Aside from frightening small children, we have absolutely no idea why anyone would need a face-magnifying headpiece. But the video below gives us a chuckle every time we see it, and we figure a good laugh that incorporates a quick optics hack is worth a look.
When he’s not playing geek in a box, [Curious Marc]’s videos usually have more of a retrocomputing theme, like his recent conversion of a vintage terminal to a character set from a made-up language, or helping to revive an Apollo Guidance Computer. Given gems like those, we were surprised to learn that [Marc]’s background is physics – optics, to be precise – and that he studied at École Polytechnique, the same school famed physicist Augustin-Jean Fresnel attended. Which fits right into this build since it features one of those large, plastic Fresnel lenses. After a fascinating detour into the history of Fresnel’s namesake lens, [Marc] proceeds with the build.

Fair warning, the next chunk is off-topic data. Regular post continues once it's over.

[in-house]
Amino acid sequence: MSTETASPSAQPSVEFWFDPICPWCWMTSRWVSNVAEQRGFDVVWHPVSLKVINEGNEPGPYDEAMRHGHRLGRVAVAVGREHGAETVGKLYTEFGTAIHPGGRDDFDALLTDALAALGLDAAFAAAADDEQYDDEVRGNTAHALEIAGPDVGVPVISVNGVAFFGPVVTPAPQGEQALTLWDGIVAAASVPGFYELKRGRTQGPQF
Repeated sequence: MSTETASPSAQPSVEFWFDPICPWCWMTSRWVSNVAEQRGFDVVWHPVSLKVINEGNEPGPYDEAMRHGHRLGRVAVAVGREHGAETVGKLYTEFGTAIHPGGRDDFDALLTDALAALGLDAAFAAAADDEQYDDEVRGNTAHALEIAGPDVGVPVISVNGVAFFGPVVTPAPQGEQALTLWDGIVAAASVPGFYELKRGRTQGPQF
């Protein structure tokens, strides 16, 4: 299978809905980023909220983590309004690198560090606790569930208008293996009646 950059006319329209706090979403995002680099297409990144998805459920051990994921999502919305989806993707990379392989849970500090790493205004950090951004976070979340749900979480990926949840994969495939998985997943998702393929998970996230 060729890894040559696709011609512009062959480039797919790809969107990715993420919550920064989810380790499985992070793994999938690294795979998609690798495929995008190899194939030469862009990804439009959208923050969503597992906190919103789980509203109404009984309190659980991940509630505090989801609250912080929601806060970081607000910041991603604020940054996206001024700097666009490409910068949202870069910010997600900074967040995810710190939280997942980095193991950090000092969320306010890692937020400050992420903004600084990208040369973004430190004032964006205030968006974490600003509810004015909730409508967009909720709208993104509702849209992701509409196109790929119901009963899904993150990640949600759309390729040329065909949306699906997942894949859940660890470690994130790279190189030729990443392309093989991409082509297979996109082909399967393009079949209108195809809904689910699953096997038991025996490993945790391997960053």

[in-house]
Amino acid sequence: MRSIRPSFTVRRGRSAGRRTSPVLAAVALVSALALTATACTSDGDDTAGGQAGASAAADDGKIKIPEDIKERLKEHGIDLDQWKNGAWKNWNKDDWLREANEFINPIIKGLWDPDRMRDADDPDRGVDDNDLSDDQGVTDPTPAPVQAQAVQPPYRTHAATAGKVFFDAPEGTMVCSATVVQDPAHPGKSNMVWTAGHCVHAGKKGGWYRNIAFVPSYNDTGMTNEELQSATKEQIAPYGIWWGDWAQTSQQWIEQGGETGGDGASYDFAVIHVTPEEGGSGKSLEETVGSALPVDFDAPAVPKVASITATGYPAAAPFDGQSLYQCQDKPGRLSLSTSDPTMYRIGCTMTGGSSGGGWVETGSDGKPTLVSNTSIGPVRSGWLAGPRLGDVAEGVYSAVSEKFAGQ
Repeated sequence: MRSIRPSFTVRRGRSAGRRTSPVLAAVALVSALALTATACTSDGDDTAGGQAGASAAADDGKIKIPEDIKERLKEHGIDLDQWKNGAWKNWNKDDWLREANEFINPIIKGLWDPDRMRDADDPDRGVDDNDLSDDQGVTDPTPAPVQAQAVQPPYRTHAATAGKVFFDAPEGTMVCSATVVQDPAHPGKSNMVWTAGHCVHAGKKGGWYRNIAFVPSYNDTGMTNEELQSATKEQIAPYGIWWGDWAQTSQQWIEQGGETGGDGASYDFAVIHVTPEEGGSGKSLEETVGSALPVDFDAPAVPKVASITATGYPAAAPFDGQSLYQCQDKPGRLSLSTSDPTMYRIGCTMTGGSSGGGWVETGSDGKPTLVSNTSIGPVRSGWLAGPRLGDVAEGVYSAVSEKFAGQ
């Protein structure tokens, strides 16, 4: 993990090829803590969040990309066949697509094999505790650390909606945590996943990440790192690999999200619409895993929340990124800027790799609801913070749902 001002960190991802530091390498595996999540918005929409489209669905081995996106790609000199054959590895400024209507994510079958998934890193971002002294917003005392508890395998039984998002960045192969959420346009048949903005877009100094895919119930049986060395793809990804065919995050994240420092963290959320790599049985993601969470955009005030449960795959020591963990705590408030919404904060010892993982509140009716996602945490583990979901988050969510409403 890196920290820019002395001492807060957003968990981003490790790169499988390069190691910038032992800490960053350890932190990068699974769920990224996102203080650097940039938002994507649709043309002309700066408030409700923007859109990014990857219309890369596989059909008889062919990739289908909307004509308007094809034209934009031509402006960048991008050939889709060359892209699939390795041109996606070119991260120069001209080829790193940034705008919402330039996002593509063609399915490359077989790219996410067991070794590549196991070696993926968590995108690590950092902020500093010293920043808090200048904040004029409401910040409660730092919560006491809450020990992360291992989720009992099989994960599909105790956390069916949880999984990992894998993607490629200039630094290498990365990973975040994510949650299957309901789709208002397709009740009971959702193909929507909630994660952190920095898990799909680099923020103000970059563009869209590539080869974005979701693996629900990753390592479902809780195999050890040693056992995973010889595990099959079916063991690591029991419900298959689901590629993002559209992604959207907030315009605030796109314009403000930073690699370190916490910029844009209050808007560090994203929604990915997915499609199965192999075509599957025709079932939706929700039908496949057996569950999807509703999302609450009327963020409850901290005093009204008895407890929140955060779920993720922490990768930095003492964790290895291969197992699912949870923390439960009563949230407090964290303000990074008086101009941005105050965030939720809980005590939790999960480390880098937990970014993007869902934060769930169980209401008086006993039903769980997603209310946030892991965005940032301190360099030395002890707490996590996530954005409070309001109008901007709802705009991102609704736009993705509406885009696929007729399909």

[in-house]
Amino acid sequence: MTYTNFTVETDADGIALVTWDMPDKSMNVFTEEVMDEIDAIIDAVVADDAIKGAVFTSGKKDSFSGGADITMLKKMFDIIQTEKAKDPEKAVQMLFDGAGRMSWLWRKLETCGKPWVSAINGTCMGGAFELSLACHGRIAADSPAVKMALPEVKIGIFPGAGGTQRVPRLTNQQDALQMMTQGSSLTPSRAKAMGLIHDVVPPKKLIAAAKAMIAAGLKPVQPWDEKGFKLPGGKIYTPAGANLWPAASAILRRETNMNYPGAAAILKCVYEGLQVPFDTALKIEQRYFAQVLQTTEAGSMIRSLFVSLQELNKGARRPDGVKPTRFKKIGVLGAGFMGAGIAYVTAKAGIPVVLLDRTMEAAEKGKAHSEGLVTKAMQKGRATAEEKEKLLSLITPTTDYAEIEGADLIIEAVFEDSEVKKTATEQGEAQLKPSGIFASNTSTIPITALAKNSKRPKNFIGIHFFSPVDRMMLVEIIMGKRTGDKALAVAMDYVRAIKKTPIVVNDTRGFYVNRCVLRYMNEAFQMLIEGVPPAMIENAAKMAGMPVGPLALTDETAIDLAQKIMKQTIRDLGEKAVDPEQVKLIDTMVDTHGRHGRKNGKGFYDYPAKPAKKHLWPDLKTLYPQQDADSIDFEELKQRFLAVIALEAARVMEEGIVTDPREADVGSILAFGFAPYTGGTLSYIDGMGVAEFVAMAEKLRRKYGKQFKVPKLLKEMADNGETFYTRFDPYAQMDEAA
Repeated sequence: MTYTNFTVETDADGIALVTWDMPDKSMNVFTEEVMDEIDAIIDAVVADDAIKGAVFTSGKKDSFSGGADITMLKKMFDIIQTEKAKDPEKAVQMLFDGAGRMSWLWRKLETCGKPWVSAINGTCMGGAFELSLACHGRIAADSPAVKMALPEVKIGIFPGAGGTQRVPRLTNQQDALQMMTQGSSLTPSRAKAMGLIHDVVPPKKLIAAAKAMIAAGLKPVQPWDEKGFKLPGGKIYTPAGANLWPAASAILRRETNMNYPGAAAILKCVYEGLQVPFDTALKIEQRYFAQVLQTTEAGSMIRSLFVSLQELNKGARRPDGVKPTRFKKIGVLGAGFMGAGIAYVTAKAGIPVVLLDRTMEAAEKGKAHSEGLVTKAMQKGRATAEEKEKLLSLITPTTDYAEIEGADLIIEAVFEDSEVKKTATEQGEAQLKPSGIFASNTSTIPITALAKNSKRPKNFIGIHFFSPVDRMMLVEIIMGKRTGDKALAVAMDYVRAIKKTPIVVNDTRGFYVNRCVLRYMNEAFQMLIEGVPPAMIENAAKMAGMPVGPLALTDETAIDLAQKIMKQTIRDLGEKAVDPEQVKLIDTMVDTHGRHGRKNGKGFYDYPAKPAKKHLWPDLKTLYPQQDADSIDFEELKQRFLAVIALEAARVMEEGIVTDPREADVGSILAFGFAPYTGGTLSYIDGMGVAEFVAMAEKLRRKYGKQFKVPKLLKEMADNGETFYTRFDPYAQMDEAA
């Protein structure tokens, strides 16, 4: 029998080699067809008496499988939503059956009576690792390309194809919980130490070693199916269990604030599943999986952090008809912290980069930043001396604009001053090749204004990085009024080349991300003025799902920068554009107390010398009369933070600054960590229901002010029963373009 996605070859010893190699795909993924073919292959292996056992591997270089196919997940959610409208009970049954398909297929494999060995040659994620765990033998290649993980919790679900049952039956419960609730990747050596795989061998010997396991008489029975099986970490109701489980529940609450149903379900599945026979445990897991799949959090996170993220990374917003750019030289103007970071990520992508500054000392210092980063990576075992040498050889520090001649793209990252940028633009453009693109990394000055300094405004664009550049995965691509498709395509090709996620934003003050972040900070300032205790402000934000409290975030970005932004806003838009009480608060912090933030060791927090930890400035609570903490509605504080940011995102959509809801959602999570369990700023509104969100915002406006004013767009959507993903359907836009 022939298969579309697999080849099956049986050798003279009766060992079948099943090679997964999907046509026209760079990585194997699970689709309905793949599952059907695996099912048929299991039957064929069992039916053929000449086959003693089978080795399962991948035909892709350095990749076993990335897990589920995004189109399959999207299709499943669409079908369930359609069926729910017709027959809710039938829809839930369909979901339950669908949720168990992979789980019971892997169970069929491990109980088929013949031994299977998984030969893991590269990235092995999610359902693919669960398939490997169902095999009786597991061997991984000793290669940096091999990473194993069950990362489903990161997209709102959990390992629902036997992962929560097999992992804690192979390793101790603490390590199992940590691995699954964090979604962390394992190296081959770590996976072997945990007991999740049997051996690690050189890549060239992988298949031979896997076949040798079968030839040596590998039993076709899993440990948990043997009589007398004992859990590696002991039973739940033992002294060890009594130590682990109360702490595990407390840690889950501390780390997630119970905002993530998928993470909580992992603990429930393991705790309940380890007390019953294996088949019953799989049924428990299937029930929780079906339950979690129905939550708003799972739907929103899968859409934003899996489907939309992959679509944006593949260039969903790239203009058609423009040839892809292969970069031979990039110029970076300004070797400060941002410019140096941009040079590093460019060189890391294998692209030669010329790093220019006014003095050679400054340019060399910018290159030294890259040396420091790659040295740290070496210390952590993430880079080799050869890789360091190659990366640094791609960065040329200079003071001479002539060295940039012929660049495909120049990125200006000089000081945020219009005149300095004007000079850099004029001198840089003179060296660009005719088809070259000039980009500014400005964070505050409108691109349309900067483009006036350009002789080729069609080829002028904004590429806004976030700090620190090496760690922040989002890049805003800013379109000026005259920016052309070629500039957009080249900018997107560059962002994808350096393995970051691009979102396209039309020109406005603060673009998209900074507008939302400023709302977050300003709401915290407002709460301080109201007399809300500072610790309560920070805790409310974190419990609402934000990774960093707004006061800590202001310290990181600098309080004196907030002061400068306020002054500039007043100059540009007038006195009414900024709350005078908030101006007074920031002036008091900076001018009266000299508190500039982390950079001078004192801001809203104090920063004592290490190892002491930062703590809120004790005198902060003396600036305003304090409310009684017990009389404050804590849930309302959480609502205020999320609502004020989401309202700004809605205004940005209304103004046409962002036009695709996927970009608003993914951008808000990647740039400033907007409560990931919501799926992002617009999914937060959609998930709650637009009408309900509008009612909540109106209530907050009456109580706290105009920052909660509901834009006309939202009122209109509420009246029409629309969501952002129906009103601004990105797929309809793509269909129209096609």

It’s simplicity itself – a box big enough to wear on the head with one end replaced by the Fresnel lens. A strip of LEDs – warm white, please, lest the wearer takes on a deathly pall – lines the edge of the box just behind the lens. If you want to get fancy, maybe attaching a hard-hat suspension piece would make it more wearable, but even as is it’s just a hoot to see someone with a magnified and distorted head walking around. One probably should be careful not to look at the sun while wearing this, however, for reasons that become apparent beginning at the 3:24 mark of the video.
Thanks to [Marc] for perhaps the oddest YouTube face-reveal yet, and for a great idea for a quick cosplay hack.